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P Bass Tone Variables . . .

Discussion in 'Basses [BG]' started by medgeking, Dec 27, 2013.

  1. I played an awesome American Special P bass at Guitar Center a couple of days back and I was smitten. It was the ltd. ed. one with a hand rubbed honeyburst lacquer finish. Basic specs are alder body w/ lacquer finish, all maple neck and just the single Precision bass pickup.

    I've got at home a wonderful P bass that I built from Warmoth parts and it's got a nitro finished swamp ash body, PJ pickups and a maple/rosewood neck. I love the sound, but there's something magic about the sound of the American Special . . .

    Here are the things I'm thinking might be making the difference:

    Alder body (instead of the ash)
    Not Having the J Pickup (less magnetic pull on the strings?)
    All maple neck (instead of rosewood/maple)

    What do you guys think about how these variables affect the sound of a P bass?
  2. G00D+~VIBES


    Nov 21, 2008
    Kansas City
    Different pup's can make a world of difference
  3. gregmon79

    gregmon79 I did it for the muff... Supporting Member

    Dec 20, 2012
    Chicago IL
    Pups again, make a huge difference. The pots an caps can make a difference too. A maple fretboard to a rosewood fretboard is big IMO. Some dont seem to think so, I do. There's a huge difference when I jam with a band. The maple is brighter and cuts through better. Rosewood seems to sit in the mix.
  4. mpdd

    mpdd neoconceptualist

    Mar 24, 2010
    i gotta admit, the specials i played have been pretty nice
  5. A-Step-Towards

    A-Step-Towards Supporting Member

    Nov 16, 2009
    Los Angeles California
    I would say the string difference would probably be the biggest thing going between the 2. Maybe yours has old strings and the GC bass has newer ones, or its actually probably the other way around.
  6. OK, so when you say pups make a huge difference, are you talking about the variation going from say one P pickup design to another (Duncan Vintage Vs Quarter Pound, etc)? Or, are you saying that it makes a difference having the J pickup installed as well.

    I'm asking because despite logic, I have this crazy notion that just having the J pickup installed may be affecting the tone of the bass (even when I'm only playing through the P pickup).

    I really like Rumpelstiltskin pickups, so when I built the Warmoth, I asked Aaron to wind me a killer PJ set. For the P pickup, I asked him to reference a bunch of Blue Oyster Cult records (Fire of Unknown Origin specifically). Then, I asked for that kind of burpy 70's midrange type of J bridge pickup. He did a great job.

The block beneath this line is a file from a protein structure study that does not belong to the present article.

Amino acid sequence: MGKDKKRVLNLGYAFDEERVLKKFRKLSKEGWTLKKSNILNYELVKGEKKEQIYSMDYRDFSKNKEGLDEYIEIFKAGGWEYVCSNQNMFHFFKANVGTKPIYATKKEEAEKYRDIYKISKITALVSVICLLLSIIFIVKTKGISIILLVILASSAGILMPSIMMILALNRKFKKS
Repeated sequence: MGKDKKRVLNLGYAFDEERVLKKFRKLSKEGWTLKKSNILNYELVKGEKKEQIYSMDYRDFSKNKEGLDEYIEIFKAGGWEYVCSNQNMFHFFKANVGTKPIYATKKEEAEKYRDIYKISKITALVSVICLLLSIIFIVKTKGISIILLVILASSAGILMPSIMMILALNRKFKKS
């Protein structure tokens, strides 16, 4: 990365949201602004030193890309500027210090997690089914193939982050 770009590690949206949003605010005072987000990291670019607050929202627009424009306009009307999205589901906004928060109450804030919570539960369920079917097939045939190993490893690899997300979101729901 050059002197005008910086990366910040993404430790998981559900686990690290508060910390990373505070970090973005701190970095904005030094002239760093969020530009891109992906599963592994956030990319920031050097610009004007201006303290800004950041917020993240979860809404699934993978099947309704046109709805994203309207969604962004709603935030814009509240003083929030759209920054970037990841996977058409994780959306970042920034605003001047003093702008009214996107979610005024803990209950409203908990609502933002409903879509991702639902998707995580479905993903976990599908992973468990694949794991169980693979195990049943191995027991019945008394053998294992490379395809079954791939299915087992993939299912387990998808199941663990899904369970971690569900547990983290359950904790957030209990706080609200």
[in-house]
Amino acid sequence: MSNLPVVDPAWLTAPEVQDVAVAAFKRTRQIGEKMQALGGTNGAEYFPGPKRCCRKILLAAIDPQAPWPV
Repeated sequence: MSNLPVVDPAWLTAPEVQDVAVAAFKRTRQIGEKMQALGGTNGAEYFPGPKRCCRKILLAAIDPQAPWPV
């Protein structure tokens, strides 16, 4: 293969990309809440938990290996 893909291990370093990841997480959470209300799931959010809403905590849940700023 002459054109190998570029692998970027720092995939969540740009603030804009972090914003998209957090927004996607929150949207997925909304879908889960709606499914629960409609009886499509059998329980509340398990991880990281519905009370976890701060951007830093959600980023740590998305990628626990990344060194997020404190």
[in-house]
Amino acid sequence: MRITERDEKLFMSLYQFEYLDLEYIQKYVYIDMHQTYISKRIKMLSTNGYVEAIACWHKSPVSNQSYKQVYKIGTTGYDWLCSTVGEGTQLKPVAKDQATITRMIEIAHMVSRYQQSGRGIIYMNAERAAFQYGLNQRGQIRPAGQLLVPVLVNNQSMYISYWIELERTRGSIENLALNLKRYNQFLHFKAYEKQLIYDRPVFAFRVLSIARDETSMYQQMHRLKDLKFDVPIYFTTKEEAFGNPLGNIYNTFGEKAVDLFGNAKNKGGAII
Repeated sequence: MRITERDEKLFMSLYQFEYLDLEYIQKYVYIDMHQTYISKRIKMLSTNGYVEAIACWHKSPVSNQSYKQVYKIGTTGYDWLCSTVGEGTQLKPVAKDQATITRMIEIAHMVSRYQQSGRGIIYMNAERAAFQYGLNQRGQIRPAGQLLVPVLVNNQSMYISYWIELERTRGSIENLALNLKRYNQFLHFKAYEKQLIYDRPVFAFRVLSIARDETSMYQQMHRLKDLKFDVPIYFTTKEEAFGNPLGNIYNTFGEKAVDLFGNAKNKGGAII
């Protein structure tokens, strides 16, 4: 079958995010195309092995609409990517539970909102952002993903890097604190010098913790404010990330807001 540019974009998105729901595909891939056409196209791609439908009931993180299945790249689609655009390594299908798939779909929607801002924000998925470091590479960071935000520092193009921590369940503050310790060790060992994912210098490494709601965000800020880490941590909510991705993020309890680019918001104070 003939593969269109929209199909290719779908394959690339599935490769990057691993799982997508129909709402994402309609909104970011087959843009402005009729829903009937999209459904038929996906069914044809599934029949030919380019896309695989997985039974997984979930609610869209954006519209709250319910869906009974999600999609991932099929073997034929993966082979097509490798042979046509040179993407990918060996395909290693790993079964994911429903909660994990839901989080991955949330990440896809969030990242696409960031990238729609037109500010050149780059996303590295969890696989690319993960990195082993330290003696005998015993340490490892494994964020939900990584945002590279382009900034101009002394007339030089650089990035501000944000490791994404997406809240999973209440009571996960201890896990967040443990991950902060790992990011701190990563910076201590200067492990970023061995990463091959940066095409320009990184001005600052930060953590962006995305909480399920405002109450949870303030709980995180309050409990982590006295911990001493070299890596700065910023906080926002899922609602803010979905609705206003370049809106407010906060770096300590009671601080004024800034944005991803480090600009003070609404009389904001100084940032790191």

7. tangentmusic

    tangentmusic A figment of our exaggeration

    Aug 17, 2007
    I love the hand rubbed Honeyburst finish on those. I think you gotta have it in your arsenal. Very nice P all the way around. I tried one out recently too. These are MIA quality at an affordable price.
    I've seen the Strat version also. Sweeet!
    I'm waiting 'till they put out a Jazz version, then I'm jumping on one!
  8. gregmon79

    gregmon79 I did it for the muff... Supporting Member

    Dec 20, 2012
    Chicago IL

    I'm mainly stating that pup to pup is different. I recently was trying to find a different P pup for my P and tried fender reissues 60's, Seymour Duncan antiquity 2's and EMG's. I went back up EMG's. All those pups had a lot of tonal variations. The SD's and the 60's were a lot alike in most ways. The EMG's just kicked their butts. I'm an active guy. But I think having a J pup in there as well changes the tone a LITTLE.
  9. I was about to create a thread on this very same topic! I have an American Special PBass (Olympic white) that my local music store fiendishly let me bring home for a few days to check out. I've been comparing it to my heavily upgraded VM P Bass (Hipshot bridge, new electronics, Fender '62 pickup, bone nut) and while it does sound good and is my current gigging bass (along with a VM Jazz similarly done up) it doesn't come close to the thumpaliciousness of the Special. It just has this ridiculously sexy thing that the other basses just don't come close to.

    So I'm thinking it's just got to be the woods, because that's all I haven't changed on the VM's.
  10. StuartV

    StuartV Finally figuring out what I really like Supporting Member

    Jul 27, 2006
    Manassas, VA